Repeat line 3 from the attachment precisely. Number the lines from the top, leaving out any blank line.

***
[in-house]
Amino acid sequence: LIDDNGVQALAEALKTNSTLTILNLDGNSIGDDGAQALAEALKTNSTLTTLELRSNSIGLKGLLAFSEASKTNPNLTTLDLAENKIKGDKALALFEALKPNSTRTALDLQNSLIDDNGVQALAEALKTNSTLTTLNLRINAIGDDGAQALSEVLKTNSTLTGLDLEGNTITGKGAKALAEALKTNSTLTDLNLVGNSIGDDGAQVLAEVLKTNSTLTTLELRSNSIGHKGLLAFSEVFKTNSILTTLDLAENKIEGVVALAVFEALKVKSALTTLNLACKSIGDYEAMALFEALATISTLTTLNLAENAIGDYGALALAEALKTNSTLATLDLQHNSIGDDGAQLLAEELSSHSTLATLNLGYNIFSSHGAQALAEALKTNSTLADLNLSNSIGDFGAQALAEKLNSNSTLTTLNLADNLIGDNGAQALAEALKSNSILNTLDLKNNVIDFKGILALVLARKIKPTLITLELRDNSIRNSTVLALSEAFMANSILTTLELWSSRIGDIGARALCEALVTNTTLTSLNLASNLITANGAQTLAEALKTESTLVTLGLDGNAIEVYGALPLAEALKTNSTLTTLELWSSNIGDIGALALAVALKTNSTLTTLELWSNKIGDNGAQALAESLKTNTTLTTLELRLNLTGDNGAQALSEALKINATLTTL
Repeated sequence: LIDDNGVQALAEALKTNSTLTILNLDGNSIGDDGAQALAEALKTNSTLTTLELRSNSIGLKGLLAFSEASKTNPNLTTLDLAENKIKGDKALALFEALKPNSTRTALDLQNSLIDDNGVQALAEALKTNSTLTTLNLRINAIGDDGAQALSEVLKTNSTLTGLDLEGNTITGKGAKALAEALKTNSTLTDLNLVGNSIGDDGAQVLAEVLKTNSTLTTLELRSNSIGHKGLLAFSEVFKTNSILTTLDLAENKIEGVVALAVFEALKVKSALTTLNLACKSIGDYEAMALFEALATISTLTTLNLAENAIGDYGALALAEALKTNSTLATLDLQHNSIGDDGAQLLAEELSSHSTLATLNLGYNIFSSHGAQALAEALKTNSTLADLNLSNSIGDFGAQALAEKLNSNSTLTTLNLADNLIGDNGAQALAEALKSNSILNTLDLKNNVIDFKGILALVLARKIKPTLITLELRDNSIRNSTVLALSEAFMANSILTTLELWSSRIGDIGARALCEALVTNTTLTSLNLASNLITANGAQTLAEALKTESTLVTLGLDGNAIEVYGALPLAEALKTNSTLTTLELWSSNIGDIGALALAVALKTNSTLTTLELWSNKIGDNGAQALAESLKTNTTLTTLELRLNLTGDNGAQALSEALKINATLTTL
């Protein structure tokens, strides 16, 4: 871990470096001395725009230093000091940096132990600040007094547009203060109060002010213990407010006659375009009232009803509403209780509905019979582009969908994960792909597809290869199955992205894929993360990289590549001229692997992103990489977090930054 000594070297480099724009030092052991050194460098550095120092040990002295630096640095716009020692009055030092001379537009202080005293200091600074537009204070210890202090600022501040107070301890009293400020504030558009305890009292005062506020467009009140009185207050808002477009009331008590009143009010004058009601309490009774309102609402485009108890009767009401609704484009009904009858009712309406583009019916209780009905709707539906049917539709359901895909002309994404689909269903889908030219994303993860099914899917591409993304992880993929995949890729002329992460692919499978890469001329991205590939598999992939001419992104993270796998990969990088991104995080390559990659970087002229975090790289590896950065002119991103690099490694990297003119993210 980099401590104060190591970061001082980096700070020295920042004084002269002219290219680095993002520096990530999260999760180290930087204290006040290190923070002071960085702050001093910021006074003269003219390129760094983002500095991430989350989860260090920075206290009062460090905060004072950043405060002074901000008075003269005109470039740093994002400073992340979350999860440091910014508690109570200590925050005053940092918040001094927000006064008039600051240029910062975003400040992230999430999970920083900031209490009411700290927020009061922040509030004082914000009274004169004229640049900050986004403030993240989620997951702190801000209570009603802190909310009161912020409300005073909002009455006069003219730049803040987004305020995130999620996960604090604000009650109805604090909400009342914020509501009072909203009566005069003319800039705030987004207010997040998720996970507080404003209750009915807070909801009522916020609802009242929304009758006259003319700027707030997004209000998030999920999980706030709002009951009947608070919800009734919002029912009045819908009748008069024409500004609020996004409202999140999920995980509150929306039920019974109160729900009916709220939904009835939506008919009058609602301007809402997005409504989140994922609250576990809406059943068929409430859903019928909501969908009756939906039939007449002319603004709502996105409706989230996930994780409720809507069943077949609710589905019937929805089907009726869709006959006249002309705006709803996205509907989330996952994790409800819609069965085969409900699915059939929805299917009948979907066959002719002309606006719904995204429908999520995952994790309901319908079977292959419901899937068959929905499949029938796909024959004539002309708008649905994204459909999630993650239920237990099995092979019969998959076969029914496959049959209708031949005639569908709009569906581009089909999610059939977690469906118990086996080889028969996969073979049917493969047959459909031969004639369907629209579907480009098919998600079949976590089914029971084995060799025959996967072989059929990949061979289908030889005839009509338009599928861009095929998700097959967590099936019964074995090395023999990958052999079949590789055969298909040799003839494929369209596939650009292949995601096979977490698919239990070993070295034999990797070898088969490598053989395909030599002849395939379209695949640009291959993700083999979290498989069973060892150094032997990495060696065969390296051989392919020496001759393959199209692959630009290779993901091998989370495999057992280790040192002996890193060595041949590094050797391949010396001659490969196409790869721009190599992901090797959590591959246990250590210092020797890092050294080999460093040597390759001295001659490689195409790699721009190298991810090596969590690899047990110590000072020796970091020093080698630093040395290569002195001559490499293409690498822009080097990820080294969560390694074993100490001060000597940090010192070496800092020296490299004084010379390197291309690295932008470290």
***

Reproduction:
Repeated sequence: LIDDNGVQALAEALKTNSTLTILNLDGNSIGDDGAQALAEALKTNSTLTTLELRSNSIGLKGLLAFSEASKTNPNLTTLDLAENKIKGDKALALFEALKPNSTRTALDLQNSLIDDNGVQALAEALKTNSTLTTLNLRINAIGDDGAQALSEVLKTNSTLTGLDLEGNTITGKGAKALAEALKTNSTLTDLNLVGNSIGDDGAQVLAEVLKTNSTLTTLELRSNSIGHKGLLAFSEVFKTNSILTTLDLAENKIEGVVALAVFEALKVKSALTTLNLACKSIGDYEAMALFEALATISTLTTLNLAENAIGDYGALALAEALKTNSTLATLDLQHNSIGDDGAQLLAEELSSHSTLATLNLGYNIFSSHGAQALAEALKTNSTLADLNLSNSIGDFGAQALAEKLNSNSTLTTLNLADNLIGDNGAQALAEALKSNSILNTLDLKNNVIDFKGILALVLARKIKPTLITLELRDNSIRNSTVLALSEAFMANSILTTLELWSSRIGDIGARALCEALVTNTTLTSLNLASNLITANGAQTLAEALKTESTLVTLGLDGNAIEVYGALPLAEALKTNSTLTTLELWSSNIGDIGALALAVALKTNSTLTTLELWSNKIGDNGAQALAESLKTNTTLTTLELRLNLTGDNGAQALSEALKINATLTTL